Alan’s Book

Chapter 4 About pH

The pH of a water sample is the measure which indicates whether a water sample is acidic or basic (alkaline). More precisely, pH indicates the hydrogen iron concentration in the water sample.

The relationship between pH and other water parameters is important in aquaculture and can affect the toxicity of various things such as ammonia and heavy metals as mentioned above; the toxicity of metals is relevant when we consider the overall water supply route to our ponds which may be via iron, copper, lead and other types of pipes.

A pH scale is used to measure the amount of acid in liquid such as water. Because acids release hydrogen ions, the acid content of a solution is based on the concentration of hydrogen ions and is expressed as “pH.”

The pH is measured on a scale from 0 to 14, a pH of 7 is considered to be “neutral”, below 7 is considered to be “acidic”, and above 7 is considered to be alkaline.

The pH scale is logarithmic; the numbers in a logarithmic scale represent increases by factors of ten. So a decrease in pH from 7 to 6 means that the sample is ten times more acidic. A decrease from 7 to 5 means the sample is 100 times more acid.

Although koi will live in water with a pH in the range 6.5>9.0 the preferred range is 7>8; this being close to the average blood pH of aquatic vertebrates. Fish blood comes into close contact with water (only a one or two cell separation) as it passes through the blood vessels of the gills and skin.

As mentioned above the pH of a water sample can be reduced if carbon dioxide is dissolved into it. Carbon dioxide gas readily dissolves into water but it can be encouraged to leave the water by strong aeration and the use of trickle type towers which expose the pond water to the atmospheric air. Waterfalls together with the other mentioned methods are also a good means of allowing carbon dioxide and some nitrogen gas to leave water and for oxygen to be absorbed; this process is termed de-gassing.

The pH of a water sample can be measured in a variety of ways as follows;

1) Liquid test kits where drops of a reagent are added to a measured amount of water to be tested and the value of the pH is determined by the colour of the sample when compared with a colour card provided with the test kit.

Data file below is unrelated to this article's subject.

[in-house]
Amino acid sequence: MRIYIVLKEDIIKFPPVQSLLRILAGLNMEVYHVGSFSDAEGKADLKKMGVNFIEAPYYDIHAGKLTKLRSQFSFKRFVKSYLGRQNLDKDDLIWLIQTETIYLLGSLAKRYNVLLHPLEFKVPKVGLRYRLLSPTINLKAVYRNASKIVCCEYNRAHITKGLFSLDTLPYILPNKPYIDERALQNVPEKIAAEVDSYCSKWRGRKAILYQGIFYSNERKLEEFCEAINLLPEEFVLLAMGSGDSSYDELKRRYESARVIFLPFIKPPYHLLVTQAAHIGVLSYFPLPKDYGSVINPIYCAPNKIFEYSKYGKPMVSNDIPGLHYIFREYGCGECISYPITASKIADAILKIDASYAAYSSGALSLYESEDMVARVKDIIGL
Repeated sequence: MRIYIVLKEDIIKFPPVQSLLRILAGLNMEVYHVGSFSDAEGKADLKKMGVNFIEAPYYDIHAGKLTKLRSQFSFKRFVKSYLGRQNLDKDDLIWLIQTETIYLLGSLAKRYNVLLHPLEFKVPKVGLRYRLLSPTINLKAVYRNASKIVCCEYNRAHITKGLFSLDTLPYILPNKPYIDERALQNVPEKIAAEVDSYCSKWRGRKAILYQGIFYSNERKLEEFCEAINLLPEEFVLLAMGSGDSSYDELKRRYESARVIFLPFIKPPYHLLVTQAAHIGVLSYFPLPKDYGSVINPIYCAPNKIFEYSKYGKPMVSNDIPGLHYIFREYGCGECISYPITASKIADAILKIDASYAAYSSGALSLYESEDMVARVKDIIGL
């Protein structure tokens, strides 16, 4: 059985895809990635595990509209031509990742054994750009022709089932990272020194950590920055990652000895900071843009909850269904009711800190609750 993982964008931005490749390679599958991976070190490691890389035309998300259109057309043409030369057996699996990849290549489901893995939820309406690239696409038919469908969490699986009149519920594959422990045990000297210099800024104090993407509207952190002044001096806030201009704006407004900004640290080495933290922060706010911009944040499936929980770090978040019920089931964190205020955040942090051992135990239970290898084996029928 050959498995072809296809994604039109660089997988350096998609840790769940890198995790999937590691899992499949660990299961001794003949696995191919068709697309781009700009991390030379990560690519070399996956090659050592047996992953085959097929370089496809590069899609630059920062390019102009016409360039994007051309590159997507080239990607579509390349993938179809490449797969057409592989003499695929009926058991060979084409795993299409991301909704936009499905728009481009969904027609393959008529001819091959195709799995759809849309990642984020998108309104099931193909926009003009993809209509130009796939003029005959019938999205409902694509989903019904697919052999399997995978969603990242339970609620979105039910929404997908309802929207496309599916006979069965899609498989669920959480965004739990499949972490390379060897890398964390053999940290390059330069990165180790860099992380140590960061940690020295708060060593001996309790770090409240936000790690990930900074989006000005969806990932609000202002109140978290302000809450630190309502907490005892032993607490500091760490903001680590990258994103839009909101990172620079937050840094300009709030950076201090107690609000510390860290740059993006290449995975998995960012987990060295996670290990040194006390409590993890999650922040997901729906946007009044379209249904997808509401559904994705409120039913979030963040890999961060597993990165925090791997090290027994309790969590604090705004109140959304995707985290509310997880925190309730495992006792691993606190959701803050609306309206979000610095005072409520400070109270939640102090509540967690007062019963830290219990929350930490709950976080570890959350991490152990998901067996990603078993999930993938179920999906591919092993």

2) An electronic test meter with a test probe which when inserted into a water sample will give a reading of the pH value on an LCD screen. These meters need calibration with a special solution with a fixed and known pH value.

The Buffer System Explained

Before the importance of the buffer system can be understood it is essential to explain the definition and chemical basis of pH.

The pH is the degree of acidity in the water. The acidity is determined by the proportion of hydrogen ions (H+) to hydroxyl ions (OH-) in the water.

Extremely acid water (pH 1.0) has very few hydroxyl ions, but many free hydrogen ions (H+).

Extremely alkaline water (pH 14) has very few free hydrogen ions but many hydroxyl ions (OH-).

Neutral water (pH 7.0) has equal proportions of the two.

Thus free hydrogen ions lower the pH, increasing the acidity of the water. Free hydrogen ions are released by the filter system as a by-product of the nitrogen cycle and carbon dioxide released by living organisms in the water dissolves, making carbonic acid, which lowers the pH. There are also many organic acids in the detritus of a pond which lower the pH.

The pH can rise due to removal of carbon dioxide (by plants and algae during photosynthesis as explained above). The pH of any body of water is in a dynamic equilibrium. In other words there are many factors that exert an influence on the pH, and these are counteracted by the buffer system.

The buffering capacity of pond water can be defined as the ability of the water to resist changes in pH.

The buffer system is comprised primarily of bicarbonates and carbonates, giving the buffer system the alternative name of Carbonate Hardness (KH). However other bases such as hydroxides, silicates, phosphates, and borates contribute to the buffering capacity.

Another name for the buffer system is the “Total Alkalinity”. All the above mentioned compounds are strong alkalis (they are termed bases – they have a high pH) so the total alkalinity is the sum of all these compounds.


Free Hydrogen ions are effectively ‘mopped up’ by the buffer, taking them out of solution, and preventing them from causing a decline in pH (a rise in the acidity of the water). Conversely when the pH begins to rise too high, due to a lack of free hydrogen ions the buffer system will ‘release’ some to bring the pH back down to the correct level.


The KH test kit.

Test kits are available which add measured drops of acid to a 5 ml sample of pond or aquarium water. Mixed in with the acid is an indicator chemical, which changes colour from blue to yellow at a precise pH. Thus the number of drops added to the sample needed to bring about the colour change is directly proportional to the strength of the buffer – or the ability of the water to resist a change in pH! Each drop is equivalent to 17.9 mg/L of Calcium carbonate – or put more conveniently one German degree of hardness (ºdH).

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